For those few who haven’t seen Blood Brothers, the story concerns penniless housewife Mrs Johnstone whose twins are separated at birth to be brought up at opposite ends of the social scale. Fate and superstition intervenes and the boys, Mickey and Eddie, become childhood best friends. As their friendship progresses and they grow up, watched over by Mrs Johnstone, their different social backgrounds highlights the unlikelihood of their friendship, but it’s simply their love of the same girl that leads the story to its devastating climax.
Lyn Paul, ex-New Seekers singer, plays the iconic role of Mrs Johnstone, played over the years by a succession of fading pop stars, in this production. Ms Paul has been playing this role on and off since 1997 and could probably do it in her sleep but there is not a hint of tiredness or complacency in her performance. Granted, she barely attempts a scouse accent, but her acting is believable and her singing tremendous.
Narrating the show is Robbie Scotcher who, despite a difficult and isolated role, has stage presence in abundance and belts out his musical numbers better than any Narrator I have seen before. Of the twins Paul Davies has the least to do as privileged Eddie, but he proves able to hold his own in the acting stakes and has a pleasant singing voice. Most importantly he shares great chemistry with Sean Jones whose performance as Mickey, the poorer of the two, is brilliant. He is hilarious in his childhood scenes but captures beautifully the downtrodden and broken man Mickey becomes.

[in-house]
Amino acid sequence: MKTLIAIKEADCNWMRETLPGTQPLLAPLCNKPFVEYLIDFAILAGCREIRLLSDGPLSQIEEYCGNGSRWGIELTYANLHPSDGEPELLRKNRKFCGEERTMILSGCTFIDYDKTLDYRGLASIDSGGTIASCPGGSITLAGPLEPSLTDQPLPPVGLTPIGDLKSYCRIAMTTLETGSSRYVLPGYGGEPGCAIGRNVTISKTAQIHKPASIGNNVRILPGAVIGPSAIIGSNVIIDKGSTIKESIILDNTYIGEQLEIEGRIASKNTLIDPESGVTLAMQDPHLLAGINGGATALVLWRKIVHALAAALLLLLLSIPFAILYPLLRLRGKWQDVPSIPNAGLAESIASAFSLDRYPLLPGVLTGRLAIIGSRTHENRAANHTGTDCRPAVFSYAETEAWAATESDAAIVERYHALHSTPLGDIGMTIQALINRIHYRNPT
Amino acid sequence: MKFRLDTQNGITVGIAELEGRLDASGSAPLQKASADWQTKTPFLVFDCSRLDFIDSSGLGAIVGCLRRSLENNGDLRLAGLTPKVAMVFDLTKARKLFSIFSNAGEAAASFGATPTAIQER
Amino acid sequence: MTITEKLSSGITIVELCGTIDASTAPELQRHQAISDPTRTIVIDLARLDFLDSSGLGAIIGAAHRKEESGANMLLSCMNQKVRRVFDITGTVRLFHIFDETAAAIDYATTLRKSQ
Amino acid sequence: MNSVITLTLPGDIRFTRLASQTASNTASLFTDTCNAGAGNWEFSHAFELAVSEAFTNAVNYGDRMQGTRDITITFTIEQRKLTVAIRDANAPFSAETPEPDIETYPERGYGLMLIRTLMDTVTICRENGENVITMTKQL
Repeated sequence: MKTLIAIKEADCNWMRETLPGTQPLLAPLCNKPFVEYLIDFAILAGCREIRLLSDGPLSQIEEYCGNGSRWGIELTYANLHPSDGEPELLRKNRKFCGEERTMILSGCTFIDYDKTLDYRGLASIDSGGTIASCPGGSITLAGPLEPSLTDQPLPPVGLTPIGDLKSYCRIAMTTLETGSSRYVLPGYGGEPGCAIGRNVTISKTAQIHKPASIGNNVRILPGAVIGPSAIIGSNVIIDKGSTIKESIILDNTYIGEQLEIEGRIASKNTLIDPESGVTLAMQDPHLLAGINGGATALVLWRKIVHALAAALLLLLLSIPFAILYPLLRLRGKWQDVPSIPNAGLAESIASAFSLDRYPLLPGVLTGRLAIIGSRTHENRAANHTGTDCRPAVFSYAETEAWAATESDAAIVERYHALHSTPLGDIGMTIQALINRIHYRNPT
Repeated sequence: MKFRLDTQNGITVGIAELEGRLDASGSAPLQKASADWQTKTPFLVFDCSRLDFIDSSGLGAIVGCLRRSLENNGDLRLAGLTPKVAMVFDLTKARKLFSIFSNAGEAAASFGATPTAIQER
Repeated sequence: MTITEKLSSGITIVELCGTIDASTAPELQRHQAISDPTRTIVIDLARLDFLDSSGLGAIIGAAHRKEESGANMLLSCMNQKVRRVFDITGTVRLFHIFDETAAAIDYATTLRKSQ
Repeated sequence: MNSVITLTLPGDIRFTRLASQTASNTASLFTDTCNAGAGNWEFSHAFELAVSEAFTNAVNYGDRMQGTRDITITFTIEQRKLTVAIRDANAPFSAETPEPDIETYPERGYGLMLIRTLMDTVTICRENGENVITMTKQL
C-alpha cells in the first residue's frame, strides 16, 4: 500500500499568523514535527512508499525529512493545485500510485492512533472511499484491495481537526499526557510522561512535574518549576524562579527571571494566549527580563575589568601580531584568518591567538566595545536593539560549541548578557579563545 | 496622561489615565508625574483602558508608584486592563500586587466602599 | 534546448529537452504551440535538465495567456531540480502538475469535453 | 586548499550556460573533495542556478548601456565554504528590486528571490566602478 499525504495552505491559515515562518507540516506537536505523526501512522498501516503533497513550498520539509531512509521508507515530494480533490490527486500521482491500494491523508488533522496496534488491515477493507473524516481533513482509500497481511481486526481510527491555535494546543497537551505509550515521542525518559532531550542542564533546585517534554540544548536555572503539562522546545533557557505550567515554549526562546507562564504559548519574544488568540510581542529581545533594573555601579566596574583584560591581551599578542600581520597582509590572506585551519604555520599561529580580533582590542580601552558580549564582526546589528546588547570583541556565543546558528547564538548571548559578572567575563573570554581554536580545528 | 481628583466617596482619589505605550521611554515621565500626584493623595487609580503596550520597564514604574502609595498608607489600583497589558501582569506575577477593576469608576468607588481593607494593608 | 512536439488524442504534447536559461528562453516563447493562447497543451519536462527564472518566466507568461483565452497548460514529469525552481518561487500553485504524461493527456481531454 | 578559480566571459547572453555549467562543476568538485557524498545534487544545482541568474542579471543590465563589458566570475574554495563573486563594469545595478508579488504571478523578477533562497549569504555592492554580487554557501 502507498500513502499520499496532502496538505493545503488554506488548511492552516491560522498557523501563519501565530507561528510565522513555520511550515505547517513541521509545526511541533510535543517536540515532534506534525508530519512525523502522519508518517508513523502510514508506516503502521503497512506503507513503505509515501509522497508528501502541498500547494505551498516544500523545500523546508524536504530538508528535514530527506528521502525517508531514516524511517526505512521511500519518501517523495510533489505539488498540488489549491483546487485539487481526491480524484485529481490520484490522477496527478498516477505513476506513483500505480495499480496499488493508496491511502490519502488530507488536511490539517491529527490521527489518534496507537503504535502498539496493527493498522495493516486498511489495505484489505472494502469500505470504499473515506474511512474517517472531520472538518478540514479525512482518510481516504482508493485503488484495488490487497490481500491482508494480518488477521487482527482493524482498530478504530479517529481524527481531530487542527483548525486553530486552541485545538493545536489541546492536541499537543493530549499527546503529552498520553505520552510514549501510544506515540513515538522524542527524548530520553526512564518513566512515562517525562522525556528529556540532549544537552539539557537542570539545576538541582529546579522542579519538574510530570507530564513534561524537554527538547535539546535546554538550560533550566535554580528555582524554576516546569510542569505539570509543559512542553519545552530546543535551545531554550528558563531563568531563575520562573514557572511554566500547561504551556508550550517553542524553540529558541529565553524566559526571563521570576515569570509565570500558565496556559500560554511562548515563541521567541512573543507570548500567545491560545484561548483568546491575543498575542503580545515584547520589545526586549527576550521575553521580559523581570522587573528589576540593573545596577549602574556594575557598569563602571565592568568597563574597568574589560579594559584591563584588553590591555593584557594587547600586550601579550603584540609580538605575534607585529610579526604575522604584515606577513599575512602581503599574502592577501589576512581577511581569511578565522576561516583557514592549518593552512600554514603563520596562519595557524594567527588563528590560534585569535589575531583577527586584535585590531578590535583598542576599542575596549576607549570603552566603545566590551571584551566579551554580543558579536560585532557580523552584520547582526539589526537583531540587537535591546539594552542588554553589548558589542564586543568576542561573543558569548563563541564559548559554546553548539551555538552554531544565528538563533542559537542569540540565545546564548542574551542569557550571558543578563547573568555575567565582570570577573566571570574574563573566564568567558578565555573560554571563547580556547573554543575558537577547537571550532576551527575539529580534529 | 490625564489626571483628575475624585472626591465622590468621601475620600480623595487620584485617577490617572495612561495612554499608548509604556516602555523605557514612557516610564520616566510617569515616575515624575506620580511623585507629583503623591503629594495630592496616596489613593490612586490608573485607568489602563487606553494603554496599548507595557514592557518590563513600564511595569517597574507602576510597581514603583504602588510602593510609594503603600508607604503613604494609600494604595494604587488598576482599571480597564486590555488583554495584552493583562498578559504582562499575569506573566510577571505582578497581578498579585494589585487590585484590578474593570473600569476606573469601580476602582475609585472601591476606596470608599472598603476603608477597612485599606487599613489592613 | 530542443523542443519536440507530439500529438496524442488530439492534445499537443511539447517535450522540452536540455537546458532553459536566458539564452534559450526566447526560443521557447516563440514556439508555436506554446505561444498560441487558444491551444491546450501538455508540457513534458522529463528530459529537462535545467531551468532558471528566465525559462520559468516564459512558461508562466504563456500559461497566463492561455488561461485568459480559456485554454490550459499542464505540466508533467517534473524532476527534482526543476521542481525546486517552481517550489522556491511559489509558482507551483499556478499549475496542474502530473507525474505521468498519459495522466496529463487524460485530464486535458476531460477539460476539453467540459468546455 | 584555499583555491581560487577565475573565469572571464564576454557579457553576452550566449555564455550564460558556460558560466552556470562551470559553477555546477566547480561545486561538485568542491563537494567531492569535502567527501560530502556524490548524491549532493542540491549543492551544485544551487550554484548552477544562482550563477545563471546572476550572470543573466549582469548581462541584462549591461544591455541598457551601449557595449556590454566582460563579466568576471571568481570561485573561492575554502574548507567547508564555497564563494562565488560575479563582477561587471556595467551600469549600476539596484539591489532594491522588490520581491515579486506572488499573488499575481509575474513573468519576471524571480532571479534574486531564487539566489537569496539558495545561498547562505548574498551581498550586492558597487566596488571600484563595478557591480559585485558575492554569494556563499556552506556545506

The rest of 14-strong cast excel themselves and there is not a weak link amongst them. They all work together and sound well rounded in the chorus numbers, helped in part to the excellent sound design by Ben Harrison which also enhances the sound of the small band who are strong under the leadership of musical director Kevin Towse.
The simple set designed by Andy Walmsley is highly effective and is a good reflection of the nature of Liverpool council housing in the 1970’s and the poverty endured by the tenants of these slum like terraces. It is also effectively lit by Mark Howett.
Responsibility for directing this production is shared between Bob Tomson and Bill Kenwright and what a terrific job they have done. The production uses its set intricately and the action is slick and fast moving
The success of Blood Brothers may be in some part to this terrific production, but essentially it’s the material that is the productions strongest asset. Willy Russell, responsible for music, book and lyrics may, as he has been quoted, think the title Blood Brothers is not very good, but the rest of his work is top notch indeed. The script is consistently funny, but never in a way that detracts from the desperately sad nature of the story, the score is easy on the ear and contains several memorable tunes and the lyrics are smart, witty and not at all cheesy or contrived. Blood Brothers is a truly excellent musical that thoroughly deserves its long running status and equally deserves to continue for another twenty-one years. May it long continue enthralling audience worldwide.